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J Crit Care. 2016 Dec;36:43-48. doi: 10.1016/j.jcrc.2016.06.017. Epub 2016 Jun 29.

Early goal-directed therapy for severe sepsis and septic shock: A living systematic review.

Author information

1
Division of Pulmonary and Critical Care Medicine, Department of Internal Medicine, Kansas University School of Medicine, 3901 Rainbow Boulevard, Kansas City, KS 66160. Electronic address: ssimpson3@kumc.edu.
2
Kansas University School of Medicine - Wichita, Department of Internal Medicine, 1010 N Kansas, Wichita, KS 67214-3199. Electronic address: mgaines@kumc.edu.
3
Kansas University School of Medicine - Wichita, Department of Internal Medicine, 1010 N Kansas, Wichita, KS 67214-3199.
4
Kansas University School of Medicine - Wichita, Department of Internal Medicine and Department of Preventive Medicine and Public Health, 1010 N Kansas, Wichita, KS 67214-3199.

Abstract

Studies and meta-analyses conflict regarding the use of early goal-directed therapy (EGDT) for septic shock. We sought to clarify the conflict by performing a living systematic review and meta-regression.

METHODS:

We performed a meta-analysis and explored heterogeneity with meta-regression. We conformed with the Preferred Reporting Items for Systematic Reviews and Meta-Analyses checklist and qualified strength of evidence with a Grading of Recommendations Assessment, Development and Evaluation profile.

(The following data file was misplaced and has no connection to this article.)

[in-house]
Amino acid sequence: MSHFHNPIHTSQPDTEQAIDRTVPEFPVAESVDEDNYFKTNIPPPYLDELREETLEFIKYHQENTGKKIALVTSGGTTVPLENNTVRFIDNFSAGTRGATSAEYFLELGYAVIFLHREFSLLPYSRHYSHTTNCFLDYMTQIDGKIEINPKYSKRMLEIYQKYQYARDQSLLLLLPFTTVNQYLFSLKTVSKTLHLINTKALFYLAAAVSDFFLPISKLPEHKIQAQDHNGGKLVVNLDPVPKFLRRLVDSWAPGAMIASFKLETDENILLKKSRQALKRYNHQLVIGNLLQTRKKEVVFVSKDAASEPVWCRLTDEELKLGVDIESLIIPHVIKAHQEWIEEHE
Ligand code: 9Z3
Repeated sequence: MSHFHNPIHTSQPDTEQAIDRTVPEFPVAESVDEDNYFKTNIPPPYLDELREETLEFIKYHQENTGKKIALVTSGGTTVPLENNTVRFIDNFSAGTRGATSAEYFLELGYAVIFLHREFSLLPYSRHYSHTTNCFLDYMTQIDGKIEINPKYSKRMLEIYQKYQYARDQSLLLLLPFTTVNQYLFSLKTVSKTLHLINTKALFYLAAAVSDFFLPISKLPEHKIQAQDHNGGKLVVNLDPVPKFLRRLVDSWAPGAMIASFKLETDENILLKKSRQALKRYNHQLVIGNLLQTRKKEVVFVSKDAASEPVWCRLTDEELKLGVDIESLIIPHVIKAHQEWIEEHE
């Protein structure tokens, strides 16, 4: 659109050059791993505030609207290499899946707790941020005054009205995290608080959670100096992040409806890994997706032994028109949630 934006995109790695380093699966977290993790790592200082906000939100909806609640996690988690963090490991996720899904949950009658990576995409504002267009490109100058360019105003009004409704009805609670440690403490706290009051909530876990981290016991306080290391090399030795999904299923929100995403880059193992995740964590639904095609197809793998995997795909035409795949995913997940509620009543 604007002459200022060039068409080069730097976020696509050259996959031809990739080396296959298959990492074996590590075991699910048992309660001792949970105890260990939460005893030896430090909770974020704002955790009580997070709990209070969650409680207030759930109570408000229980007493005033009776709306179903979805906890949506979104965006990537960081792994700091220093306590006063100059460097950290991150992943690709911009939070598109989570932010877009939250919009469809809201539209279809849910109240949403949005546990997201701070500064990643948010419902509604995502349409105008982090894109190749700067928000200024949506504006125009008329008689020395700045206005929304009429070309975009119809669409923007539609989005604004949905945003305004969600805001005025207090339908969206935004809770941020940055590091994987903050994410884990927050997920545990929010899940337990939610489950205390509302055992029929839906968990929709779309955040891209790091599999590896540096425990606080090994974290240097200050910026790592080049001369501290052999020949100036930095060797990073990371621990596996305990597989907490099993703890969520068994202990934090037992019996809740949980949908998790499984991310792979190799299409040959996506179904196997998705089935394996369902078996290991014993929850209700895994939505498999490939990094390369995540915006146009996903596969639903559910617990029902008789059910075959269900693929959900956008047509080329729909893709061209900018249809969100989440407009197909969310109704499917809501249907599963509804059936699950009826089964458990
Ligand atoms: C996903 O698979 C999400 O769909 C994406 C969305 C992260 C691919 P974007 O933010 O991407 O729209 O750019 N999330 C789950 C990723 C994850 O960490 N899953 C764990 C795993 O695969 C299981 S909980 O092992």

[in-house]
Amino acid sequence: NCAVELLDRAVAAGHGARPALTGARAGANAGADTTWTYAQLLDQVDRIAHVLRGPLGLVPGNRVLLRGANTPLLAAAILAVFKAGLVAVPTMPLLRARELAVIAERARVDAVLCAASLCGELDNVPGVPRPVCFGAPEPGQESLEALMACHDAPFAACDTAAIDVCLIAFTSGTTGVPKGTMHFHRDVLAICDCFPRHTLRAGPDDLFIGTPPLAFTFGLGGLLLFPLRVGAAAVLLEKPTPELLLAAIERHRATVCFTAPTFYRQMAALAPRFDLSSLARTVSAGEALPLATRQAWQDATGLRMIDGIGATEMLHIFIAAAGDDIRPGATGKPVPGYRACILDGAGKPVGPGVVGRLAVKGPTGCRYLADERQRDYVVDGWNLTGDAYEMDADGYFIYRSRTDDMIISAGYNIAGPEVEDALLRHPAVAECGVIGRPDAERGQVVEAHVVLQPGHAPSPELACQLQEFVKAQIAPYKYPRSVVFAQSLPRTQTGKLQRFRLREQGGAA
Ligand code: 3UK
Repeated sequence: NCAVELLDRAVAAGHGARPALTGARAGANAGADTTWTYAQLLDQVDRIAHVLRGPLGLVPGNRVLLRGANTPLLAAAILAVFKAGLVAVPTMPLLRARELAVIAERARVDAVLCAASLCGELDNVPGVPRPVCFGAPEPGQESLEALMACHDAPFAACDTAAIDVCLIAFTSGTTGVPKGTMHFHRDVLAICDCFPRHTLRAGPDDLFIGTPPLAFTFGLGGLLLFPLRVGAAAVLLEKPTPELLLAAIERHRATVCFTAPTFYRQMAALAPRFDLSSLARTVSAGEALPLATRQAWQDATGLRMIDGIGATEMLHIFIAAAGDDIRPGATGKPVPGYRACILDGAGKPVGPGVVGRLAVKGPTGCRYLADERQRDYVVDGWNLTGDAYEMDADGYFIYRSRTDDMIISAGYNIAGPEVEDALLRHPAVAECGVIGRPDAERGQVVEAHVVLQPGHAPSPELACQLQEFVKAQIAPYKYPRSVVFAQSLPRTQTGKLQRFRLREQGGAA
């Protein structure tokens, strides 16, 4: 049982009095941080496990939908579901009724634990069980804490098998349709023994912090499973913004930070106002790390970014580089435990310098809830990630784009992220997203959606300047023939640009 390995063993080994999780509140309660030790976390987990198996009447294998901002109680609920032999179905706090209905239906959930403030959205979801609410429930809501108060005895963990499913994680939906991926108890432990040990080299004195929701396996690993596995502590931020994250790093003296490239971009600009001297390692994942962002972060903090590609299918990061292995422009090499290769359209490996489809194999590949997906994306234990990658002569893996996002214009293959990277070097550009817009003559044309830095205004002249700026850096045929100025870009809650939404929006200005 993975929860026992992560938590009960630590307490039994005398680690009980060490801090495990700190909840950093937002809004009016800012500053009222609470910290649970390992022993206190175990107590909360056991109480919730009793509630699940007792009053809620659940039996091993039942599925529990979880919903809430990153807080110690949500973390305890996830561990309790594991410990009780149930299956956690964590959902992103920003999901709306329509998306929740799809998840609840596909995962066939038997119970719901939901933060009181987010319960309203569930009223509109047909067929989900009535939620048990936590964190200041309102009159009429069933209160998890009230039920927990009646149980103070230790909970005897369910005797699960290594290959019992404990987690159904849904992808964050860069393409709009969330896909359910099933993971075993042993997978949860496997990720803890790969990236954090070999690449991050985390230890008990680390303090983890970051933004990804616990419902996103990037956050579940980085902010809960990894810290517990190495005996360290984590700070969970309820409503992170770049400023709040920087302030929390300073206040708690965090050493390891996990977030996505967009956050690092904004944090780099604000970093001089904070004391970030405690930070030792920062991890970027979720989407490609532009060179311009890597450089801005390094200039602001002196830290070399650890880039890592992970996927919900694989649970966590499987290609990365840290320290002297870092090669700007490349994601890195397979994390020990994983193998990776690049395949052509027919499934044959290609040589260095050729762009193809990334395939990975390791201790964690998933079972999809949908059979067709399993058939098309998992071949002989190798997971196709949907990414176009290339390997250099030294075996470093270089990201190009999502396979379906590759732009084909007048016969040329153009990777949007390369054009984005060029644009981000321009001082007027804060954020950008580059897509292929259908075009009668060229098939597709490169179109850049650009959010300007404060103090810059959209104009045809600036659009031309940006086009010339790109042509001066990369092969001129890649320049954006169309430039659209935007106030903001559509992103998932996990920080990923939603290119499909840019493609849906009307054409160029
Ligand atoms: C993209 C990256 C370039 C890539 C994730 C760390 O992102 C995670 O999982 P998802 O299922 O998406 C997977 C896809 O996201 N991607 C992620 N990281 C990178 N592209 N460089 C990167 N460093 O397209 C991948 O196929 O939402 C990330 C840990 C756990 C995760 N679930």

RESULTS:

Overall, EGDT did not significantly reduce mortality compared with usual care (relative risk, 0.85; 95% confidence interval, 0.67-1.08); however, heterogeneity was substantial (I2=64%; 95% confidence interval, 12%-85%). Illness severity did not correlate with mortality reduction; however, there were significant correlations with control rate mortality and the strategy employed by the control group. Benefit was confined to trials with a control mortality greater than 35%. Compared with monitoring of lactate clearance and central venous pressure, EGDT mortality was higher.

CONCLUSION:

The benefit of EGDT is evident in populations with high mortality, in line with reported global mortality rates. In settings with low mortality the recent trials challenge the need for 6-hour goals; however, most patients in these trials met 3-hour resuscitation goals as defined by the Surviving Sepsis Campaign. In settings with higher mortality, EGDT or normalization of lactate/central venous pressure may be viable therapeutic options.

PMID:
27546746
DOI:
10.1016/j.jcrc.2016.06.017
[Indexed for MEDLINE]
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